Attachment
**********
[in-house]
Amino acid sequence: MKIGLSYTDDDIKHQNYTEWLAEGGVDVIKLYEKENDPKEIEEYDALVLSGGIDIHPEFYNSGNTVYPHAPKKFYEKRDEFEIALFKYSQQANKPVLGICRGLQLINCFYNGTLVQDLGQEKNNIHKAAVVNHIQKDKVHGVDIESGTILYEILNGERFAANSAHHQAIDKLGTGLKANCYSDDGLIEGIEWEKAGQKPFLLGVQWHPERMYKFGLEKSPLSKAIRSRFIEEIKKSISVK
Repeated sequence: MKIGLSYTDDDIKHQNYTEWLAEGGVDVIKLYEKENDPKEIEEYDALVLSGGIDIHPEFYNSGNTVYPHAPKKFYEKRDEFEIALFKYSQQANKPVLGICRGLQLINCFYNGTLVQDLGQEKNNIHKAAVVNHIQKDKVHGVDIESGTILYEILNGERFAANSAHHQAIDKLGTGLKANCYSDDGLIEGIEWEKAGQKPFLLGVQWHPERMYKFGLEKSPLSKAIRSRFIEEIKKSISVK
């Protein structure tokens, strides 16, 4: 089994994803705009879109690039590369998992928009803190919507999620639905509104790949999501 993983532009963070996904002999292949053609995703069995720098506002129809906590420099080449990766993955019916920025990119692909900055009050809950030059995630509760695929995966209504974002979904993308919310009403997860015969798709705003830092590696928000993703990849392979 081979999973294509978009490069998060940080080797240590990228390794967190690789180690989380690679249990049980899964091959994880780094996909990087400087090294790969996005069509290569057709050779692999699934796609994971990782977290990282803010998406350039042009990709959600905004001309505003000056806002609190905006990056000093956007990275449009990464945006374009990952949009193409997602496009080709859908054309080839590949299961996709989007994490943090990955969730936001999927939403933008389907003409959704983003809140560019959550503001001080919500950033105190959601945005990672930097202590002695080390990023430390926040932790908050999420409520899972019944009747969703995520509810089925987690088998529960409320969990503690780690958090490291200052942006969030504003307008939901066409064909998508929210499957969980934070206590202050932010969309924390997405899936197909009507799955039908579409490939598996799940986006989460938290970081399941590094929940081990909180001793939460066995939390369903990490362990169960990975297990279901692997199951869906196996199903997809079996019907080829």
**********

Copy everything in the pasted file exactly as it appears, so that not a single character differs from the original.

[in-house]
Amino acid sequence: MKIGLSYTDDDIKHQNYTEWLAEGGVDVIKLYEKENDPKEIEEYDALVLSGGIDIHPEFYNSGNTVYPHAPKKFYEKRDEFEIALFKYSQQANKPVLGICRGLQLINCFYNGTLVQDLGQEKNNIHKAAVVNHIQKDKVHGVDIESGTILYEILNGERFAANSAHHQAIDKLGTGLKANCYSDDGLIEGIEWEKAGQKPFLLGVQWHPERMYKFGLEKSPLSKAIRSRFIEEIKKSISVK
Repeated sequence: MKIGLSYTDDDIKHQNYTEWLAEGGVDVIKLYEKENDPKEIEEYDALVLSGGIDIHPEFYNSGNTVYPHAPKKFYEKRDEFEIALFKYSQQANKPVLGICRGLQLINCFYNGTLVQDLGQEKNNIHKAAVVNHIQKDKVHGVDIESGTILYEILNGERFAANSAHHQAIDKLGTGLKANCYSDDGLIEGIEWEKAGQKPFLLGVQWHPERMYKFGLEKSPLSKAIRSRFIEEIKKSISVK
């Protein structure tokens, strides 16, 4: 089994994803705009879109690039590369998992928009803190919507999620639905509104790949999501 993983532009963070996904002999292949053609995703069995720098506002129809906590420099080449990766993955019916920025990119692909900055009050809950030059995630509760695929995966209504974002979904993308919310009403997860015969798709705003830092590696928000993703990849392979 081979999973294509978009490069998060940080080797240590990228390794967190690789180690989380690679249990049980899964091959994880780094996909990087400087090294790969996005069509290569057709050779692999699934796609994971990782977290990282803010998406350039042009990709959600905004001309505003000056806002609190905006990056000093956007990275449009990464945006374009990952949009193409997602496009080709859908054309080839590949299961996709989007994490943090990955969730936001999927939403933008389907003409959704983003809140560019959550503001001080919500950033105190959601945005990672930097202590002695080390990023430390926040932790908050999420409520899972019944009747969703995520509810089925987690088998529960409320969990503690780690958090490291200052942006969030504003307008939901066409064909998508929210499957969980934070206590202050932010969309924390997405899936197909009507799955039908579409490939598996799940986006989460938290970081399941590094929940081990909180001793939460066995939390369903990490362990169960990975297990279901692997199951869906196996199903997809079996019907080829």